For me this was a film in two parts - the parts I really liked and the parts I didn't. For that reason I find it difficult to give it a score but will settle on a compromise 7/10. If you want to reflect on questions of the worth of a single human life and what it actually means to be alive then this will be a good film for you to watch. Furthermore it invites reflection on just how the universe will eventually be colonised - what ethical and moral guidelines will we need to follow - and who knows, perhaps there is already a cloaked Enterprise orbiting the Earth right now waiting for us to develop warp technology and with it the opportunity to make first contact! It is worth seeing - and on the big screen while it's still out there.
Thursday, 8 October 2015
I remember going out on a sunny Saturday morning in late 1979 to buy my copy of Pink Floyd's new double album The Wall. I was not as heavily into their music then as I have become in more recent years, but the album's well publicised release with it's distinctive gate-fold sleeve featuring Gerald Scarfe's artwork was hard to resist. Little did I realise that this was to be Floyd's last proper studio album.
An exploration of the context surrounding its gestation is informative. The previous album Animals (1975) had brought to the surface strains in band members' relationships that were fed by artistic divergence and what was perceived as an unjust division of royalties. Animals was the first Floyd album that didn't include any material written by Rick Wright. Both he and Nick Mason were experiencing marital turbulence while David Gilmour was distracted by the birth of his first child. When they came to set about the next project, which would become The Wall, it was also against the background of unwise investments having lost much of their collective wealth. Pressure was on and Roger Waters was the only band member contributing ideas and more crucially songs. The Wall consequently was virtually all his work with some narrative collaboration from Producer Bob Ezrin. The follow up album The Final Cut (1982) comprised reworked songs that had failed to make the final version of The Wall which was a further source of tension - particularly between Gilmour and Waters - Wright had left the group after The Wall was recorded. The Final Cut was given added political weight as the anti-war rhetoric of Waters' lyrics were set against the backdrop of what he saw as Thatcher's overly jingoistic defence of the Falkland Islands in the face of Argentinian invasion.
The prominence of Waters as the chief creative force behind The Wall is significant because the album's concept and subject matter is largely autobiographical. The album tells the story of 'Pink' who is a compound character but essentially a conflation of Waters and former band member Syd Barrett who is portrayed as a drug-addicted victim of the rock music 'machine' that is so well portrayed as 'the gravy train' on Wish You Were Here.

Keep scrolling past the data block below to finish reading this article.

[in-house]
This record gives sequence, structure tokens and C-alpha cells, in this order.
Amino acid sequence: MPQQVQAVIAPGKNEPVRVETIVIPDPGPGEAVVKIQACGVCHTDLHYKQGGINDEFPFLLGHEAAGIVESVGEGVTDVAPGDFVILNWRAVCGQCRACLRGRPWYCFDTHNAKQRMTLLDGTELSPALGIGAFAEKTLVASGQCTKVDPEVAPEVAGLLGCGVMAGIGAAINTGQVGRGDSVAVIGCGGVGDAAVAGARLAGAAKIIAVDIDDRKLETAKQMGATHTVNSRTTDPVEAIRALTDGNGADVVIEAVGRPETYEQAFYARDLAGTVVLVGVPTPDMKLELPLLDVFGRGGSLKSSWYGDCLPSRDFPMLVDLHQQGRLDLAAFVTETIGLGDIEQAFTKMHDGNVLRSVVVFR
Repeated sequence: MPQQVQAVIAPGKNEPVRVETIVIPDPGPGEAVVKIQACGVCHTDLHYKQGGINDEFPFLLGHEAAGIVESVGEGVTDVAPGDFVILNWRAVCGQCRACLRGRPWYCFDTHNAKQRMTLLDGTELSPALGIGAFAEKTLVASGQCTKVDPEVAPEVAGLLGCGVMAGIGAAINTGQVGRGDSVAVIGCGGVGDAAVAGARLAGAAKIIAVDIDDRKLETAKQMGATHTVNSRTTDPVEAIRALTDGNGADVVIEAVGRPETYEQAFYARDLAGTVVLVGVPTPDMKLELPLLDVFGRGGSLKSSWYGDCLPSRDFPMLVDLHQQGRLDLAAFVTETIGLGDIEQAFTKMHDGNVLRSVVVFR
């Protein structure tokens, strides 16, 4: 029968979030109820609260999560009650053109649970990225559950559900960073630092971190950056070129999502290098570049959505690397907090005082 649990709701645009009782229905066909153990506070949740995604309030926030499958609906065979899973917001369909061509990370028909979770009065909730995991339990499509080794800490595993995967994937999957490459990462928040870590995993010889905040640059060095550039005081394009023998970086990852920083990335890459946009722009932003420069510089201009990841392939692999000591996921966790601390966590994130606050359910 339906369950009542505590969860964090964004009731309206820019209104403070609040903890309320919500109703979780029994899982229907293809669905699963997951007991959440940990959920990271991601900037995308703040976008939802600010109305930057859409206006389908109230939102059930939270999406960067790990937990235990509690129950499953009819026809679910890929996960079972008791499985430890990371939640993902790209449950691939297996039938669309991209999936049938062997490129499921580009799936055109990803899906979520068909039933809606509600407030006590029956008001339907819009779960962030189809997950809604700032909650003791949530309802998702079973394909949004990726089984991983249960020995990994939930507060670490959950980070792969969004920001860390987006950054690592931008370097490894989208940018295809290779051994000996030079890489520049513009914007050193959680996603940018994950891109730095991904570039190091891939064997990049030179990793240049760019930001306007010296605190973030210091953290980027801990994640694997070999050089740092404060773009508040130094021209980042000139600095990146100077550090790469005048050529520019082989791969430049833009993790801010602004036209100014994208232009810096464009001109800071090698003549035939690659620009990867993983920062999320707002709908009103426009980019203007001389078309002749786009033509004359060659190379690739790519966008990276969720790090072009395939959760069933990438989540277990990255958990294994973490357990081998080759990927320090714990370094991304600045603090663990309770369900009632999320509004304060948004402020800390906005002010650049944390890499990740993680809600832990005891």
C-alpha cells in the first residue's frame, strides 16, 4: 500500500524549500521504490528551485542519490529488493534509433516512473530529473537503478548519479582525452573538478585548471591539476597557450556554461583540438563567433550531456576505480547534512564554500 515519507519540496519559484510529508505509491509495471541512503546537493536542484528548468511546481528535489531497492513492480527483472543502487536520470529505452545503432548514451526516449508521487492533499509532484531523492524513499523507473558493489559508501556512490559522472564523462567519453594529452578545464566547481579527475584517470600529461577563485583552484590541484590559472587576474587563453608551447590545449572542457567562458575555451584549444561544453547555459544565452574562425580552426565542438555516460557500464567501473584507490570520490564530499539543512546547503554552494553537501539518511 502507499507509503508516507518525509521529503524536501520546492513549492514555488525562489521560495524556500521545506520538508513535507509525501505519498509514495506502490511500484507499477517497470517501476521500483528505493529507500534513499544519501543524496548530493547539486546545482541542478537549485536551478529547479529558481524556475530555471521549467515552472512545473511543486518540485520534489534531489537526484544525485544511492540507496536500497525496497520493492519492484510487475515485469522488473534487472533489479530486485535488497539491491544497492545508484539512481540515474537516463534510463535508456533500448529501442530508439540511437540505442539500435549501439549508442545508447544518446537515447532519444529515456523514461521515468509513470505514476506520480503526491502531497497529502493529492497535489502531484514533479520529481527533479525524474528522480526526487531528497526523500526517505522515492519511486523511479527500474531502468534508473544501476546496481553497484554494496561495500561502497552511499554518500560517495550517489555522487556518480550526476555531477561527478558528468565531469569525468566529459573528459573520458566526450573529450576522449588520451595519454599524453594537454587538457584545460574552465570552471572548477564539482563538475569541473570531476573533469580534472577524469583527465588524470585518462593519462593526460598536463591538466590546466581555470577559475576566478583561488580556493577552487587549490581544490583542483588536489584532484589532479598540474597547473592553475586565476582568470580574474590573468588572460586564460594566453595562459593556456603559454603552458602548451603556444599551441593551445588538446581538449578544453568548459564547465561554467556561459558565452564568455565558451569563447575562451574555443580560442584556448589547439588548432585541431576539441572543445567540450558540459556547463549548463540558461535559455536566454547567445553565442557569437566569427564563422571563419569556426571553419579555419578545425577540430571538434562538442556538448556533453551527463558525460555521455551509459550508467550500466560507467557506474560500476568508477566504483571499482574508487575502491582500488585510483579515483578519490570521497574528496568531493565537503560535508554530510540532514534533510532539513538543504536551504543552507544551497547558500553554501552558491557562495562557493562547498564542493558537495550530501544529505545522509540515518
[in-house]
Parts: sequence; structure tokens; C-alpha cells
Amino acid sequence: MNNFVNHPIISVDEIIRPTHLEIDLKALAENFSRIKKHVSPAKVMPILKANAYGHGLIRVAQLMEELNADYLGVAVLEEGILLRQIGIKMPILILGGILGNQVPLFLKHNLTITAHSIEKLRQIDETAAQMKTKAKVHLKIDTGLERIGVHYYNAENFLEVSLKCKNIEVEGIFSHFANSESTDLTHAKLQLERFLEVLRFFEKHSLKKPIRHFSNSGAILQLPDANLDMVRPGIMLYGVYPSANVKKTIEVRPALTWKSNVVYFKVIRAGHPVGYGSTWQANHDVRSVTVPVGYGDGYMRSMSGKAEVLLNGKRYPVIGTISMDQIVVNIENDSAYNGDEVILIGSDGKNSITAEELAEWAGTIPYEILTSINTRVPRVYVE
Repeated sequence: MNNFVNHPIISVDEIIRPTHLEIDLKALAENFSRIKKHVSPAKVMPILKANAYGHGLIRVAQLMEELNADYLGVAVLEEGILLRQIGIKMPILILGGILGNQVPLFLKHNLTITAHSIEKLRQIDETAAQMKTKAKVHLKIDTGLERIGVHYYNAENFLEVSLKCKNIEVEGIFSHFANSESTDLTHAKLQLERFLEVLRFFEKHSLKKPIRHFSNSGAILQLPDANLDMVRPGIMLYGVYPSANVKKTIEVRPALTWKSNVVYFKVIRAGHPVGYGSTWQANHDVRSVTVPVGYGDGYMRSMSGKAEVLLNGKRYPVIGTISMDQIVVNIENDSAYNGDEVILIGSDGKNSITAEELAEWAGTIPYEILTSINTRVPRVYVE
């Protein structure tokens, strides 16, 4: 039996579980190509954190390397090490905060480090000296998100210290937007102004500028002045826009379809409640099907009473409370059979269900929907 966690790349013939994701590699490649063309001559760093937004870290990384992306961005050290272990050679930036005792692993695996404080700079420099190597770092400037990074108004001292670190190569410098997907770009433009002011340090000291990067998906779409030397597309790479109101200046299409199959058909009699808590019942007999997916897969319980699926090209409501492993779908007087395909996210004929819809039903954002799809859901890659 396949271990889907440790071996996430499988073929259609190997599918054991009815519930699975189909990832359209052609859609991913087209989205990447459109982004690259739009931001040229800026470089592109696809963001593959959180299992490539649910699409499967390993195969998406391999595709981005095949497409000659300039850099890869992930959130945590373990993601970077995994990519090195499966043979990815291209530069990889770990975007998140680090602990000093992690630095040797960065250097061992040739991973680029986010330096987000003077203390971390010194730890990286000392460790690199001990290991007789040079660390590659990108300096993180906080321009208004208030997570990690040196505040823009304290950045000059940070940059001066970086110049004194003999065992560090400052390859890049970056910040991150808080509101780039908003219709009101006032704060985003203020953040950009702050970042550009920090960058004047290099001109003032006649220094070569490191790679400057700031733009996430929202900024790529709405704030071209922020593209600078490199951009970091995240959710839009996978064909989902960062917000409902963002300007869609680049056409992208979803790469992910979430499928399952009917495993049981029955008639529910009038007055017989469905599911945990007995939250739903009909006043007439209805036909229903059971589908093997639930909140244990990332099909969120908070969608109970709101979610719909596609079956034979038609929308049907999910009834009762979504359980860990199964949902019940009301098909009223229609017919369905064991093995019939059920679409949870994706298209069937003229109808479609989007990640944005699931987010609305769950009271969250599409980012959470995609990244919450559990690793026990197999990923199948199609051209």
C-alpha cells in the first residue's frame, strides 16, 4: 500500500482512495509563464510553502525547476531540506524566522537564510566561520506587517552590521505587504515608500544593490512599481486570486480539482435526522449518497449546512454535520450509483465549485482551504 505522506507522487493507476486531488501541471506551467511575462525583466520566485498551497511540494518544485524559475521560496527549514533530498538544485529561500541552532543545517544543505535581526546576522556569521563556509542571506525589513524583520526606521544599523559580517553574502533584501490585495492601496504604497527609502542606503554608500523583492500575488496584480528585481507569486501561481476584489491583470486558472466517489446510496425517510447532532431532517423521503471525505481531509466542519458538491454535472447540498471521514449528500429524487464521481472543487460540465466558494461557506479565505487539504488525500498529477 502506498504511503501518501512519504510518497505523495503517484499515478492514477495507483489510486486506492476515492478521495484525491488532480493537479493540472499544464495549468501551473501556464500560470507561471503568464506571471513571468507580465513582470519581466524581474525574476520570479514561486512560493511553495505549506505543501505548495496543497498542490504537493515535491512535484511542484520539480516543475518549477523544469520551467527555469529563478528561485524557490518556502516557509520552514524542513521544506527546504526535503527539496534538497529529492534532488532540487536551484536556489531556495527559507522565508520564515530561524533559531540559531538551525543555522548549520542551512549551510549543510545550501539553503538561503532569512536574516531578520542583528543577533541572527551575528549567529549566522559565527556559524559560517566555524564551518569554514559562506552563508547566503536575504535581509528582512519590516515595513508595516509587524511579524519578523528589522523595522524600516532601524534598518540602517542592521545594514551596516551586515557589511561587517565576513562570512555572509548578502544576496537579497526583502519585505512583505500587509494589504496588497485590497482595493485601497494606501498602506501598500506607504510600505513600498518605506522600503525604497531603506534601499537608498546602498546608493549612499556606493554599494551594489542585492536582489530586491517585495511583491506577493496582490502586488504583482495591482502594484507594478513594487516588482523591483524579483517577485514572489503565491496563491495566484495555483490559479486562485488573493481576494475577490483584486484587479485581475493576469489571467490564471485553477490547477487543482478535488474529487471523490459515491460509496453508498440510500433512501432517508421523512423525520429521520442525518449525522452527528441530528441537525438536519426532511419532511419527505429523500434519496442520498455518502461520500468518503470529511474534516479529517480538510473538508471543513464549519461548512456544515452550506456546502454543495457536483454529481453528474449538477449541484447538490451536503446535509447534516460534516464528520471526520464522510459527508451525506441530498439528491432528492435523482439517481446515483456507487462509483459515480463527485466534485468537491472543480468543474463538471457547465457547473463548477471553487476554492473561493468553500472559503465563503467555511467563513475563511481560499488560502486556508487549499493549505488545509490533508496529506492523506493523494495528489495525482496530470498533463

Snippets of Waters' sense of loss have been widely available in interviews (e.g. on BBC's Hardtalk ) and through Pink Floyd lyrics as he has made no attempt to hide the loss he feels through the death of his father in WWII. The original album told the story which was later embellished through the visual imagery of the 1982 film release of The Wall Directed by Alan Parker. The Final Cut released the same year featured many songs which extended the motif with one of Waters' most haunting vocal performances on Fletcher Memorial Home for Incurables - his father being Eric Fletcher Waters.
Further insights were revealed in later live performances and albums as a solo artist (having lost the right to perform as Pink Floyd which only added further acrimony to already strained relationships). From 2010-13 Waters toured the world with a huge band and crew performing The Wall 219 times at large arenas and stadiums. These performances added further political commentary and anti-war sentiments with some of the original songs being reinterpreted in contemporary ways with new visuals and texts. The 2015 cinematic release of The Wall containing concert footage from this tour interspersed with documentary and dramatic material ensures that viewers get the full picture about the film's subject matter.
I have included this background as I feel it is important to understand how and why this film was conceptualised. What struck me when watching pictures of the audience at the gigs in the film, was how young they looked - most being born long after the album was released, and while I know they are capable of doing their own research, I have journeyed with the story since 1979 and was lucky enough to catch the recent world tour three times. To watch it on 29 September with countless thousands around the world, and in Britain's oldest continuing cinema (The Electric in Birmingham) was a treat.
The basic premise of the story is straightforward. The back story is that Pink's way of anaesthetising himself from the pain of life is to build a wall to protect his feelings from sustaining any further emotional damage. Waters' father was killed at the Anzio beachhead in 1944 before Waters was one year old. His over-protective mother smothered him, his school teachers bullied him and eventually his marriages serially floundered. All of this coupled with a growing dislike of live audiences and with the relentless efforts of the rock and roll machine to make more and more money through tours means that Pink has sunk into a stupor and can only perform if drugged. On the edge of full-blown psychosis he places himself on trial where he is convicted by his inner judge of having feelings - "The evidence before the court is incontrovertible". His punishment is to have his wall torn down thus exposing him to the potential of more emotional damage and leaving him emotionally naked before his peers.